The idiom “your mileage may vary” is incredibly applicable to a film such as Noah, so let me get a few things out of the way: I am not religious and I only had a cursory knowledge of the story of Noah’s Ark (I’ve forgotten whatever I learned years ago in Hebrew school). With that in mind, I found Noah to be a strangely rewarding cinematic experience. Darren Arnofsky’s gone big before, such as in The Fountain–which I strongly disliked but need to revisit– but due to the biblical nature of this story, he’s playing with his biggest canvas yet.
Noah doesn’t feel like your average historical blockbuster. There are touches of Arnofsky’s previous works present, such as the repetition of key shots, which give it a unique feel from the opening frame. It’s mostly The Watchers that struck me as something different. As the general audience has been inundated with CGI monster and creature after the next over the last fifteen plus years with similar designs, The Watchers visuals really stood out to me. They truly felt as if they came out of a Ray Harryhausen film, all stop-motion and unnaturally moving. Though not all of the CGI works, but I’m especially appreciative that Arnofsky opted to build a practical ark.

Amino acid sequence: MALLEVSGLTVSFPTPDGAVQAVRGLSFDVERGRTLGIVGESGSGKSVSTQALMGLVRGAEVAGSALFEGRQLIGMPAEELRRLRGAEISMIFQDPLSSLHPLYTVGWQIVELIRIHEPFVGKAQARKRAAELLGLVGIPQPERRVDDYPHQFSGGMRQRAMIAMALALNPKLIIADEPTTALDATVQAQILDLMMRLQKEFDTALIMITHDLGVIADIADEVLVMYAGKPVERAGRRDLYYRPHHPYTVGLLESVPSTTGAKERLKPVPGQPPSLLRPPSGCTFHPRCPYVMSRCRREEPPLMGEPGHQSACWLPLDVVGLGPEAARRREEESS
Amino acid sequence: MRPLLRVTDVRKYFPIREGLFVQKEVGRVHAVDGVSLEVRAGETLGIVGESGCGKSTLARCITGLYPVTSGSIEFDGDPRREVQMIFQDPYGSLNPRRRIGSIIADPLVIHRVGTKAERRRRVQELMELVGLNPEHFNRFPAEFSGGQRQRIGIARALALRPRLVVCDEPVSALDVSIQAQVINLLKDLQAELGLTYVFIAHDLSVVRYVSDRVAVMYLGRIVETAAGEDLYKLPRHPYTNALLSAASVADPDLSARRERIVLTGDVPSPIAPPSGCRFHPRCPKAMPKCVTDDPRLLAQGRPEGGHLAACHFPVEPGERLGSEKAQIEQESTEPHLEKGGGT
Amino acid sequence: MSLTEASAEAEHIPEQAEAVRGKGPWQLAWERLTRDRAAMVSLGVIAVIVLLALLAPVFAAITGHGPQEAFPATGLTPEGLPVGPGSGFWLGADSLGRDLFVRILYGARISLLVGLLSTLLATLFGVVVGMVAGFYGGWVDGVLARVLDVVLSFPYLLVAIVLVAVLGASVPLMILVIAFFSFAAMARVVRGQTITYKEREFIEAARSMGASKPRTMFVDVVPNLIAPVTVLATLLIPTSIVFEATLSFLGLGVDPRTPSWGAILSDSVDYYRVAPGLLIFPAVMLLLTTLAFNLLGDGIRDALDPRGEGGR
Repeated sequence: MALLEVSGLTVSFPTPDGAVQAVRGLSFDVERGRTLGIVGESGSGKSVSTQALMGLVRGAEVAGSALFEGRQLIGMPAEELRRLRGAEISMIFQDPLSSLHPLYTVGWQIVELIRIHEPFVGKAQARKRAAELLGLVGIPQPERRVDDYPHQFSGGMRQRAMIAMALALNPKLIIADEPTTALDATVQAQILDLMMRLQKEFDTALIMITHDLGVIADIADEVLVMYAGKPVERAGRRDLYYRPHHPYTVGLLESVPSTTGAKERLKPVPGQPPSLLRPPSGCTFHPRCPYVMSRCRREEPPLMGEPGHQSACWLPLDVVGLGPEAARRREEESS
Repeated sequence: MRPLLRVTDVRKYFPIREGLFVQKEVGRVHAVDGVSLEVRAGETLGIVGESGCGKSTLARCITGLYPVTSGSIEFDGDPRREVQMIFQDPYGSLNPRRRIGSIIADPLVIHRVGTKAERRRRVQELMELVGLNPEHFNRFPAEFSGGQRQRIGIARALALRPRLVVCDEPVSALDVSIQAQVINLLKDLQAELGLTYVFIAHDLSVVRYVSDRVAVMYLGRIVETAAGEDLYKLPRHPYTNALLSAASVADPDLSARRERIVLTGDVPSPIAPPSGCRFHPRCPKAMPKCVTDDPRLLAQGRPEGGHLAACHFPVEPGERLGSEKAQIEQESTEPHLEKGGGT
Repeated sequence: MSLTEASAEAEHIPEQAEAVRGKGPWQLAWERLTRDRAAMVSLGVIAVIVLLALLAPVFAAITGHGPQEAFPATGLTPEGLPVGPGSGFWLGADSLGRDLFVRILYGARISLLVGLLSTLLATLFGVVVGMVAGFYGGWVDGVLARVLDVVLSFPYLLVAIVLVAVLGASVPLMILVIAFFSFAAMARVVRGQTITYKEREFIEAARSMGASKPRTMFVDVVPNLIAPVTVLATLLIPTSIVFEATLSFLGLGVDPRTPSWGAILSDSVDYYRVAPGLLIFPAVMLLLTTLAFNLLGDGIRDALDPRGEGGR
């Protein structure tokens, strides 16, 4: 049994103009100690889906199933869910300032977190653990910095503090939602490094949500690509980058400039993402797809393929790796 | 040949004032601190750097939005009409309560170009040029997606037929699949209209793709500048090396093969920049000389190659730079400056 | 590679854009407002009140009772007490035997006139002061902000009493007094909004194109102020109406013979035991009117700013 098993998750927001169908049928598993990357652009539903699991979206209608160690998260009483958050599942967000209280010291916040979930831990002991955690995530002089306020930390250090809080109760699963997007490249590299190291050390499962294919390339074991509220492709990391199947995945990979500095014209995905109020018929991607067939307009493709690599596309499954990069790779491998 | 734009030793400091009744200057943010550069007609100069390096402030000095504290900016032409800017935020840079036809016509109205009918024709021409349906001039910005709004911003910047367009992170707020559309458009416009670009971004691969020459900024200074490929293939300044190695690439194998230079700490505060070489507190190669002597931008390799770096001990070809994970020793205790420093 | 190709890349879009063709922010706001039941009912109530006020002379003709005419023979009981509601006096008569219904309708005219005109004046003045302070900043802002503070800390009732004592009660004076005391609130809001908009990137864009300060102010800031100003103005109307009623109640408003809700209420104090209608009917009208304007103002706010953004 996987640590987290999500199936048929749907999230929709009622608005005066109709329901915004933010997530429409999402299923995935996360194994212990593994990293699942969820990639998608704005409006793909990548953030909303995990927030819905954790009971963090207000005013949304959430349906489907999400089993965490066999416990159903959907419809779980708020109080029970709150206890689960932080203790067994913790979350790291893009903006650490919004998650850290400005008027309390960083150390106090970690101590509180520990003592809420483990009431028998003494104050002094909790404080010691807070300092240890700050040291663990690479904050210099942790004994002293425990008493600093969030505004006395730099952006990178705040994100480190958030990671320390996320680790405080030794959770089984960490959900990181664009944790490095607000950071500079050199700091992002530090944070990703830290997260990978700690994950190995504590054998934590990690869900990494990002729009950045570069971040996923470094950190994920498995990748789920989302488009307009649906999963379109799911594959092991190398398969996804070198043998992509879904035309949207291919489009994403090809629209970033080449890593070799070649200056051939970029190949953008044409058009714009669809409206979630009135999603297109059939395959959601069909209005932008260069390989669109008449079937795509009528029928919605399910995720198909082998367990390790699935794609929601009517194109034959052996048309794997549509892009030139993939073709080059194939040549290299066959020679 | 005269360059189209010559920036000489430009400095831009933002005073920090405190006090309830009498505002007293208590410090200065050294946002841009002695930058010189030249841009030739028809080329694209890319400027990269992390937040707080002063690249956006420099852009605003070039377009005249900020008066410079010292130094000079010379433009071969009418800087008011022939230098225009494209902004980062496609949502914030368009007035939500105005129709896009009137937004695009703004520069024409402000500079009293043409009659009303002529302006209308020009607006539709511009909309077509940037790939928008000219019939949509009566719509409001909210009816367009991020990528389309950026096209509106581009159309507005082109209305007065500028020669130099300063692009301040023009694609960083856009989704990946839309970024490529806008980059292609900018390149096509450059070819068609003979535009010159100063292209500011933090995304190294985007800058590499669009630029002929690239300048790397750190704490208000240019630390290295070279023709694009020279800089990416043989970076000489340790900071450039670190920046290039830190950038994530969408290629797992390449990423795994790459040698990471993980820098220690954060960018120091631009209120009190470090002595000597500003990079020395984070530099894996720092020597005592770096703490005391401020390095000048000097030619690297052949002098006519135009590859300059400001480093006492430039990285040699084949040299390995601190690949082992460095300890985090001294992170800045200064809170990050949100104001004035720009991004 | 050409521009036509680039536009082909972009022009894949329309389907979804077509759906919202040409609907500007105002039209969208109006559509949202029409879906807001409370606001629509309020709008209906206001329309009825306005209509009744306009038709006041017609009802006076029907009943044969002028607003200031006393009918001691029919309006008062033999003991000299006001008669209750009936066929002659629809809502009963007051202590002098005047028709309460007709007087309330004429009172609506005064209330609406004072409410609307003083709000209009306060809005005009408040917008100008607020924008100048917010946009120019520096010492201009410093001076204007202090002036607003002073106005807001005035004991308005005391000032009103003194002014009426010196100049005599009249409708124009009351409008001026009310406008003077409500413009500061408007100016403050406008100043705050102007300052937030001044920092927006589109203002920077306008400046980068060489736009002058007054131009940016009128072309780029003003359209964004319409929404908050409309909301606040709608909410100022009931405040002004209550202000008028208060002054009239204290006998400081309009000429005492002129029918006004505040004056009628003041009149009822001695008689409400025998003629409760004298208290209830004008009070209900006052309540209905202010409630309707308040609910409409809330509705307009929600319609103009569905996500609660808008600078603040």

I’m not going to put a spoiler alert on a portion of The Bible, so I will say I was taken aback by Noah’s actions in the third act. From a screenwriting perspective, it’s almost the ultimate conflict to present, a sort of religious Sophie’s Choice. Russell Crowe, who early on the film takes a calm yet determined demeanor in playing Noah, doesn’t choose to play the latter part of the movie with batshit crazy eyes or screaming. Rather, he presents Noah as a man almost possessed by a duty that he must fulfill. Though no one gets the opportunity to shine here–the performances are largely wooden, as if the actors were afraid to inject these historical figures with any real personality–I really appreciated Crowe’s turn in Noah.
The score was so largely forgettable that I had to think back to remember if there were any pieces of music throughout. Perhaps that’s a good thing, in that Arnofsky didn’t go for something grandiose that would distract from the narrative. There are parts that were silly but nothing felt preachy, which I appreciated. Noah is far from perfect, but it’s a worthwhile viewing, regardless of your mileage.